July 17, 2011

The Family Bond: Blood Is Thicker Than Water

Growing up, if someone told me that I would one day have any kind of relationship with my brother that was anything but tumultuous, I would’ve called you nuts. Both middle children, I, on the younger side of middle, and my brother on the older side, we were like oil and water. Aside from both being caught in the middle, our only similarity was that we bore a similar physical resemblance. My brother Joe, a bull by birth, frequently teased me and beat me up, a sensitive fish. My first black eye was from him, as well as my second, if I can remember right. To him I was a “dog” with a “pot belly” who wasn’t allowed in the fort he had built with his friends. The only times we got along was at Christmastime when we bonded over the new Super Nintendo or when he sold me used goods in exchange for my allowance, such as his leather Raiders baseball  football cap and Arrested Development album he sold to me for $14.

During our teenage years, our differences became much more glaring, in part because of his introduction to drugs and my retreating to my own adolescent angst, which consisted of Ben & Jerry’s and Fiona Apple. Then, the only times we got along was when he was high and I had services to offer, such as a ride to his girlfriend’s or to his dealer’s house. Otherwise, he was stealing my CDs and foreign-coin collection for dope, and I was finding ways to prevent him from doing so, such as shackling my bedroom door with a lock and key -- which worked just some of the time.

When he was 25, my parents gave him a one-way plane ticket to California. Seeing him off, I would’ve been content never to see him again in my life. Just reflecting back on that makes me shudder at the frigidity of that former thought. A year and a half later, I was sending him letters to his new home, a halfway house in San Rafael. His process of getting clean and going through therapy is what marked the dawn of a new relationship between Joe and me – one that would ultimately be one of the deepest bonds I would ever have with a family member.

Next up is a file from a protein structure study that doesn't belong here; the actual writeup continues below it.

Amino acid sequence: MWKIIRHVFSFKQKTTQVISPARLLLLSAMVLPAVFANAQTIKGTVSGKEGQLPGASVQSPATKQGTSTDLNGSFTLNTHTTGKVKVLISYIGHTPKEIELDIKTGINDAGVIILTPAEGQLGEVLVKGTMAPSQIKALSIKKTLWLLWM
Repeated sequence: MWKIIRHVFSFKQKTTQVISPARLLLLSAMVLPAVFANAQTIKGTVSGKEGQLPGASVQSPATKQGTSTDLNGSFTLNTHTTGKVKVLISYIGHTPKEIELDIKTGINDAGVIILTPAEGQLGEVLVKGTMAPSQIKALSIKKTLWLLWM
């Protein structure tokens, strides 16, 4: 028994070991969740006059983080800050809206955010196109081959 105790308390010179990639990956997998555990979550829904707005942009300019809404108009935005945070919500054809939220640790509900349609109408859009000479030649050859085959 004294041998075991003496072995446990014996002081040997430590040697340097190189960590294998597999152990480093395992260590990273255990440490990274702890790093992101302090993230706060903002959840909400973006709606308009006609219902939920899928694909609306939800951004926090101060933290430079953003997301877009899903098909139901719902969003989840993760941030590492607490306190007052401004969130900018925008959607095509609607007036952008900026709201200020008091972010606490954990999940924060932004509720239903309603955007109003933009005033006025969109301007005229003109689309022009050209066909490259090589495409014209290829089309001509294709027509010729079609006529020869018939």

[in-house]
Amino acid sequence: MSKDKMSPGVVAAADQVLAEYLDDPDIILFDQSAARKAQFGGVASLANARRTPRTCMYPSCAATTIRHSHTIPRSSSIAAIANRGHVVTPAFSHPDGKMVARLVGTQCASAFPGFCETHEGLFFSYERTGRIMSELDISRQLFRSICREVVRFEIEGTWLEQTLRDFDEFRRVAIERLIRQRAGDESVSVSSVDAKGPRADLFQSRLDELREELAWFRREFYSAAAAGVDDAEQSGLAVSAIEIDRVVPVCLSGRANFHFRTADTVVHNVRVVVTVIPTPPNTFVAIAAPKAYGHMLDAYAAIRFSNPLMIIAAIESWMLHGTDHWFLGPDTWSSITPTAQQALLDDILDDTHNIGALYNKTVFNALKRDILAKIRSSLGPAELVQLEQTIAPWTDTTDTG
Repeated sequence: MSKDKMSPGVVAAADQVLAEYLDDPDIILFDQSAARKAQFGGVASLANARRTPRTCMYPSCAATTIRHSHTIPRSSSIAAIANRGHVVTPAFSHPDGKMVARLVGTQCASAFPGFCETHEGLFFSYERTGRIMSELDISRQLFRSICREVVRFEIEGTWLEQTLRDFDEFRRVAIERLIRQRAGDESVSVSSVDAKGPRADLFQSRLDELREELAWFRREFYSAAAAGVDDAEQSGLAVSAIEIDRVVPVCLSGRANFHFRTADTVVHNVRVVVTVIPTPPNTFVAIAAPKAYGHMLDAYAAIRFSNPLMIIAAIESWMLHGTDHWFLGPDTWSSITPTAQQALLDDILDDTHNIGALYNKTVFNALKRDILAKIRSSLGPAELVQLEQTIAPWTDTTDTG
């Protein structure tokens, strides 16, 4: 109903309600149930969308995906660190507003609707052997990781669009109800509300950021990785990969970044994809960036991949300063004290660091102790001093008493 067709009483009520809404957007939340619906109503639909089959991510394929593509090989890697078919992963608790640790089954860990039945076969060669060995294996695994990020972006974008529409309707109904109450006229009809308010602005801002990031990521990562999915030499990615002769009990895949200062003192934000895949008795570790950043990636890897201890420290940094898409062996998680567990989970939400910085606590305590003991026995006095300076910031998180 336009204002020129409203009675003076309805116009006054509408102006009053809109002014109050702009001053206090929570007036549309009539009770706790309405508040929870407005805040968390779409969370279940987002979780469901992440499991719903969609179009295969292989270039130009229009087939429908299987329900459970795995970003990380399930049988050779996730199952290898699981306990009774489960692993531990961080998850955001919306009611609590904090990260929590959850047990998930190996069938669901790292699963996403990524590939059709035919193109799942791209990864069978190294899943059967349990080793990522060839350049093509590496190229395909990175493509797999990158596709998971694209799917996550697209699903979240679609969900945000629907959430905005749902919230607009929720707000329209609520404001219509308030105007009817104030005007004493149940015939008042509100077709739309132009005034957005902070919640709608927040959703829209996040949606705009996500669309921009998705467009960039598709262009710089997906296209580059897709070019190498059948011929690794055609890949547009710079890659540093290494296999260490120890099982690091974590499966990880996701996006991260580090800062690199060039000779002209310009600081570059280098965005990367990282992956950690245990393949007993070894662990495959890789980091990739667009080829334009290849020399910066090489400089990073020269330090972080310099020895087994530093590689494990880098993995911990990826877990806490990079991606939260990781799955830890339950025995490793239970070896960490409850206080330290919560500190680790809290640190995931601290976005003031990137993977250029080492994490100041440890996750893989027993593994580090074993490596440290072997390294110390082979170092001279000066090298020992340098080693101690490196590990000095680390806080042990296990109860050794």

Last fall, I saw him for the first time in six years. He was tall, built, and had eyes just like mine. He was eloquent and polite, a good communicator, interesting, and sarcastically charming. He was the same brother I had been having phone conversations with since he’d left the halfway house, but he was nothing like the brother I had known in person years that last time I had seen him. This version never existed to me in real life before.

This weekend completely out of the blue, I came home from my morning walk to find a package at my stoop.  In it was a beautiful porcelain teapot and teacup from him. Possibly one of the most thoughtful gifts because of what it represented – one of my favorite rituals of tea drinking and the deep bond that my brother and I now share, despite our differences and our past. Because of our history, my brother knows and understands me like very few people do; I believe this to be true of my understanding of him also. The kind of relationship we’ve been able to build in spite of, or perhaps because of our history, says something about the depth of our loyalty to each other and the deep love we have as brother and sister, as well as about the intimacy of family in general. Blood really is thicker than water.

July 8, 2011

All In The Ritual

I’ve been thinking about rituals lately – the things we do to relax, to center ourselves, or to be reminded that life has a deeper purpose beyond the mundane goings-on of everyday life. Rituals can be anything as simple as washing your face with a particular facewash every morning or practicing yoga after work or something more indulgent such as getting a pedicure or a massage on a weekly basis. Whatever it is, having rituals reminds us to slow down and reflect, allowing us to recharge so that we have the energy to engage more fully in life, whether in our careers, our studies, or our creative pursuits.